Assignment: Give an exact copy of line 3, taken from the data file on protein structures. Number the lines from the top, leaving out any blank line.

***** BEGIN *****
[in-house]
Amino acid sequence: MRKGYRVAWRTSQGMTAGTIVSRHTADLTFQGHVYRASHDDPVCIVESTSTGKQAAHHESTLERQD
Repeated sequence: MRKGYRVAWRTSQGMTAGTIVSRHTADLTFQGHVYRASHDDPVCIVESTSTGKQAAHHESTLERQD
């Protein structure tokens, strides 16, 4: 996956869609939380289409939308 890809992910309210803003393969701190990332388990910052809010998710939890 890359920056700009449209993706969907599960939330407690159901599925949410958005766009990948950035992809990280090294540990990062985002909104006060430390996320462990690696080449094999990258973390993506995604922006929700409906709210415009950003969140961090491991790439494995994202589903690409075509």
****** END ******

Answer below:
Repeated sequence: MRKGYRVAWRTSQGMTAGTIVSRHTADLTFQGHVYRASHDDPVCIVESTSTGKQAAHHESTLERQD